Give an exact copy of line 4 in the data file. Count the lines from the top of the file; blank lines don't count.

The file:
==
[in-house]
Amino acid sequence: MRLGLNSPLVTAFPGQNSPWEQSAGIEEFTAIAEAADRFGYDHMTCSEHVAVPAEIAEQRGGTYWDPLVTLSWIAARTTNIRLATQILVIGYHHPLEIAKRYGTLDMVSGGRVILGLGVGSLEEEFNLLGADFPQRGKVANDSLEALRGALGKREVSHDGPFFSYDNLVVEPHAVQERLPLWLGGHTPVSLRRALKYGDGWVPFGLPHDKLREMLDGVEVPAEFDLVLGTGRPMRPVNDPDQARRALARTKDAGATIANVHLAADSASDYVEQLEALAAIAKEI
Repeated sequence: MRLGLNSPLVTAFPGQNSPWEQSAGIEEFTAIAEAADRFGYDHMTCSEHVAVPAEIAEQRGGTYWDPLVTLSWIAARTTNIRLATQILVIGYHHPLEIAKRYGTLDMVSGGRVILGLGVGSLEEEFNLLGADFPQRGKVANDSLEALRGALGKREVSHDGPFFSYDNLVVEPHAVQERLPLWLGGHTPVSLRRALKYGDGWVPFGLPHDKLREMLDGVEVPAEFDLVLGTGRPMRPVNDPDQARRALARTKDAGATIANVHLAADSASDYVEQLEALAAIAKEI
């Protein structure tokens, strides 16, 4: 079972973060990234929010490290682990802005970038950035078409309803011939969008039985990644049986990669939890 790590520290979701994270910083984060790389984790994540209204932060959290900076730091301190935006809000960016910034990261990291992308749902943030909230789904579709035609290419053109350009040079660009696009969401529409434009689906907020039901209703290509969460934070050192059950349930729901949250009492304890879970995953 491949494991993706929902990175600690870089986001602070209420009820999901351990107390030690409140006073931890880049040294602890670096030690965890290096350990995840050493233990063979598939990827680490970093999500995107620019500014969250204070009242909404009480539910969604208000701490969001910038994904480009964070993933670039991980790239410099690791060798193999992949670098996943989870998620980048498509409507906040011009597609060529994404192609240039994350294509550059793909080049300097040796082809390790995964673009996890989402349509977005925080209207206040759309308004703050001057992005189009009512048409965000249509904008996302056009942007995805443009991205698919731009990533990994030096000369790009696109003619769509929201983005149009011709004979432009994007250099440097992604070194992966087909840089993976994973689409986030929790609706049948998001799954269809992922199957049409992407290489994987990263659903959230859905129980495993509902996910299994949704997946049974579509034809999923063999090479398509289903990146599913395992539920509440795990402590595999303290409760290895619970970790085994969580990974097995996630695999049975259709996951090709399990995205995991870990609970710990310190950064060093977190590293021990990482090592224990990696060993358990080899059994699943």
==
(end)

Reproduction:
């Protein structure tokens, strides 16, 4: 079972973060990234929010490290682990802005970038950035078409309803011939969008039985990644049986990669939890 790590520290979701994270910083984060790389984790994540209204932060959290900076730091301190935006809000960016910034990261990291992308749902943030909230789904579709035609290419053109350009040079660009696009969401529409434009689906907020039901209703290509969460934070050192059950349930729901949250009492304890879970995953 491949494991993706929902990175600690870089986001602070209420009820999901351990107390030690409140006073931890880049040294602890670096030690965890290096350990995840050493233990063979598939990827680490970093999500995107620019500014969250204070009242909404009480539910969604208000701490969001910038994904480009964070993933670039991980790239410099690791060798193999992949670098996943989870998620980048498509409507906040011009597609060529994404192609240039994350294509550059793909080049300097040796082809390790995964673009996890989402349509977005925080209207206040759309308004703050001057992005189009009512048409965000249509904008996302056009942007995805443009991205698919731009990533990994030096000369790009696109003619769509929201983005149009011709004979432009994007250099440097992604070194992966087909840089993976994973689409986030929790609706049948998001799954269809992922199957049409992407290489994987990263659903959230859905129980495993509902996910299994949704997946049974579509034809999923063999090479398509289903990146599913395992539920509440795990402590595999303290409760290895619970970790085994969580990974097995996630695999049975259709996951090709399990995205995991870990609970710990310190950064060093977190590293021990990482090592224990990696060993358990080899059994699943």